Portland's Famed Le Pigeon Restaurant Will No Longer Accept Tips

You'll have until June 18 to tip voluntarily. After that, they're going to make you.

Le Pigeon—chef Gabe Rucker's Frenchified restaurant we called one of the finest in Portland in our Restaurant Guide this year—is jumping on the rising tide of restaurateurs moving to eliminate tipping from their restaurants.

Or, more to the point, prices will rise to absorb what you would've tipped anyway—unless you're a terrible person we don't want to know.

The money will still go to the staff. But now it'll also go to the cooks and the dishwashers and all the other people who make the restaurant a nice place to be.

Which is to say, this is part of a movement to make restaurant staff pay more equitable, so the servers don't get tons of money while back-of-house staff struggles to pay rent.

Restaurants like Park Kitchen and Bent Brick have already announced they're making this move; Kurt Huffman's Loyal Legion also did so, and began with a cash-only policy. (Their credit card slips now have a tipping slot.) Andy Ricker did so in Los Angeles, and then un-did so—saying it confused people.

"Everybody's scared to shit of being the first mover on this," Huffman told WW in February. "You do this [automatic gratuity], and all of a sudden you're losing your best people. But most of these restaurants are chef-run restaurants. In Portland, not a lot of restaurants are opened by front-of-house people, so they want there to be more equity."

Anyway, Le Pigeon is a chef-run restaurant. (Here—read our account of its famed burger.) And they're one of the first movers on this.

Sister restaurant Little Bird will not be affected, says staff there. The no-tipping policy at Le Pigeon will begin June 18.

So… if you've got a particular favorite server you want to give tons of money to? You've got a couple months. Go buy them some dentistry or solid-gold frames for their glasses, or something.

Here's their press release from today.


Two-time James Beard Award winning Chef/Co-owner Gabriel Rucker and Co-owner Andy Fortgang to transition away from traditional tipping structure at Le Pigeon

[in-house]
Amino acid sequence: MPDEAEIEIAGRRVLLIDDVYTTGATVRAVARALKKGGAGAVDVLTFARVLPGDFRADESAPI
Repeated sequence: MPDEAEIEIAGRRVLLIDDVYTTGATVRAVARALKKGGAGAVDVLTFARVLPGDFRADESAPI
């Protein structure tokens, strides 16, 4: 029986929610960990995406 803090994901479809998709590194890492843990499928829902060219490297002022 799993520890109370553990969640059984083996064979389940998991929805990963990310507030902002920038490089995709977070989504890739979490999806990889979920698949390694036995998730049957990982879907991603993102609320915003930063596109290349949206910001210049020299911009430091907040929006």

Portland, Ore., March 16th, 2016 For quite a while Chef/Co-owner Gabriel Rucker and Co-owner Andy Fortgang of Portland, Oregon's Le Pigeon have been discussing eliminating tips. Last fall when New York restaurateur Danny Meyer announced that all the restaurants in the Union Square Hospitality Group would be eliminating tipping, Fortgang and Rucker knew it was time to follow suit and be a part of leading that charge in Portland.

Since last fall they have been looking at the best way to do this and have decided the simplest way is the best way. No tips will be accepted and credit card slips will have no tip line. Guests will sign, and be on their way without needing a calculator. Prices will increase, but only to compensate for the absence of gratuity. The final cost of eating at Le Pigeon will remain the same.

The benefits are threefold. First, cooks and dishwashers will be paid a higher wage. Second, servers will receive a more consistent income with their hourly wage increasing significantly. Furthermore, management will be able to reward servers who perform well as compensation will be managed by their supervisors who know them well and can evaluate their daily performance. Thirdly, guests will know what they are paying up front, and have no need to compute a gratuity later.

This past week a meeting was held with service staff to announce the new plan, and it was welcomed warmly. Le Pigeon is a tight team and a pathway for more wage equity amongst the staff was cheered, as was more consistency in week to week pay for service staff.

"While this will represent a change for Le Pigeon's guests, we are confident that our guests will likewise find this arrangement beneficial," says co-owner Andy Fortgang. "We are confident as well in the service team, made up of experienced professionals that love what they do and take service very, very seriously."

Le Pigeon knows guests want to give feedback on their experience, and values the feedback they receive in order to do better. Regrettably the tip system has never provided much feedback. Where some people leave 15%, some 18%, some 20% as their standard tip, it can be difficult to derive guests' opinion. Le Pigeon will be instituting a web or email based vehicle that guests can use to describe their dining experiences, in order to receive direct feedback and in turn improve service. This platform is in development and will be launched in June.

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